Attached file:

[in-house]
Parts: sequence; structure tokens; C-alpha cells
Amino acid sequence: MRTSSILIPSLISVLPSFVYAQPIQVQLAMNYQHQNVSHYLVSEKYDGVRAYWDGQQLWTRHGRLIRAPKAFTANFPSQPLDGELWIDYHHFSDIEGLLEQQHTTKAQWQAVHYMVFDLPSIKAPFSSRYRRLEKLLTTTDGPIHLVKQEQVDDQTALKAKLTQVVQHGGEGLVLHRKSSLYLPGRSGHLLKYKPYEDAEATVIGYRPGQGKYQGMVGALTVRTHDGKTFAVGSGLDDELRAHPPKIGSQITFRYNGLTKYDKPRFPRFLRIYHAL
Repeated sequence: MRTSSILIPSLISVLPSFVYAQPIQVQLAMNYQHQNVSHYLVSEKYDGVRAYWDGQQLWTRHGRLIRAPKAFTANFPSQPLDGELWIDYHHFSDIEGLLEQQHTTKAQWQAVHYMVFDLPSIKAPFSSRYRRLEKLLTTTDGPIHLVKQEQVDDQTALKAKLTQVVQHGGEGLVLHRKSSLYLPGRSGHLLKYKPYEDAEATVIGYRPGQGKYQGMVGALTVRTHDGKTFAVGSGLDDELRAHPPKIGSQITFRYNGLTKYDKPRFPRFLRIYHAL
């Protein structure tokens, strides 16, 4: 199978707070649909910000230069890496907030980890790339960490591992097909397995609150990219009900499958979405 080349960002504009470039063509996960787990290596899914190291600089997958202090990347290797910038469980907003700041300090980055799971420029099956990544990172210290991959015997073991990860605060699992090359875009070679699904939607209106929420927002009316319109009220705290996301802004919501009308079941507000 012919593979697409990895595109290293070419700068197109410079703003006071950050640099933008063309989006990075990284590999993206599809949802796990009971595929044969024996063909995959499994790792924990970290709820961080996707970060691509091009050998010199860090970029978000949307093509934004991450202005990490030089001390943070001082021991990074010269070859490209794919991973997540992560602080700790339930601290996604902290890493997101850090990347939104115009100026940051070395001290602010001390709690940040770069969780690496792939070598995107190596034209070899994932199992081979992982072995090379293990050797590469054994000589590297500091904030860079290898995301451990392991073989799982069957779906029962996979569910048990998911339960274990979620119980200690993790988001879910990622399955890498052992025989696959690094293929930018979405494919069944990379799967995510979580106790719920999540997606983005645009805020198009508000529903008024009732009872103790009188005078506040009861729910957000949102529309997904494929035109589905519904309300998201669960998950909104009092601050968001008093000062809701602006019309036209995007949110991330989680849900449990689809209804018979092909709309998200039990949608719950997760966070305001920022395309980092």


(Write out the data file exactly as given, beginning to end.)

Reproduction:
[in-house]
Parts: sequence; structure tokens; C-alpha cells
Amino acid sequence: MRTSSILIPSLISVLPSFVYAQPIQVQLAMNYQHQNVSHYLVSEKYDGVRAYWDGQQLWTRHGRLIRAPKAFTANFPSQPLDGELWIDYHHFSDIEGLLEQQHTTKAQWQAVHYMVFDLPSIKAPFSSRYRRLEKLLTTTDGPIHLVKQEQVDDQTALKAKLTQVVQHGGEGLVLHRKSSLYLPGRSGHLLKYKPYEDAEATVIGYRPGQGKYQGMVGALTVRTHDGKTFAVGSGLDDELRAHPPKIGSQITFRYNGLTKYDKPRFPRFLRIYHAL
Repeated sequence: MRTSSILIPSLISVLPSFVYAQPIQVQLAMNYQHQNVSHYLVSEKYDGVRAYWDGQQLWTRHGRLIRAPKAFTANFPSQPLDGELWIDYHHFSDIEGLLEQQHTTKAQWQAVHYMVFDLPSIKAPFSSRYRRLEKLLTTTDGPIHLVKQEQVDDQTALKAKLTQVVQHGGEGLVLHRKSSLYLPGRSGHLLKYKPYEDAEATVIGYRPGQGKYQGMVGALTVRTHDGKTFAVGSGLDDELRAHPPKIGSQITFRYNGLTKYDKPRFPRFLRIYHAL
């Protein structure tokens, strides 16, 4: 199978707070649909910000230069890496907030980890790339960490591992097909397995609150990219009900499958979405 080349960002504009470039063509996960787990290596899914190291600089997958202090990347290797910038469980907003700041300090980055799971420029099956990544990172210290991959015997073991990860605060699992090359875009070679699904939607209106929420927002009316319109009220705290996301802004919501009308079941507000 012919593979697409990895595109290293070419700068197109410079703003006071950050640099933008063309989006990075990284590999993206599809949802796990009971595929044969024996063909995959499994790792924990970290709820961080996707970060691509091009050998010199860090970029978000949307093509934004991450202005990490030089001390943070001082021991990074010269070859490209794919991973997540992560602080700790339930601290996604902290890493997101850090990347939104115009100026940051070395001290602010001390709690940040770069969780690496792939070598995107190596034209070899994932199992081979992982072995090379293990050797590469054994000589590297500091904030860079290898995301451990392991073989799982069957779906029962996979569910048990998911339960274990979620119980200690993790988001879910990622399955890498052992025989696959690094293929930018979405494919069944990379799967995510979580106790719920999540997606983005645009805020198009508000529903008024009732009872103790009188005078506040009861729910957000949102529309997904494929035109589905519904309300998201669960998950909104009092601050968001008093000062809701602006019309036209995007949110991330989680849900449990689809209804018979092909709309998200039990949608719950997760966070305001920022395309980092």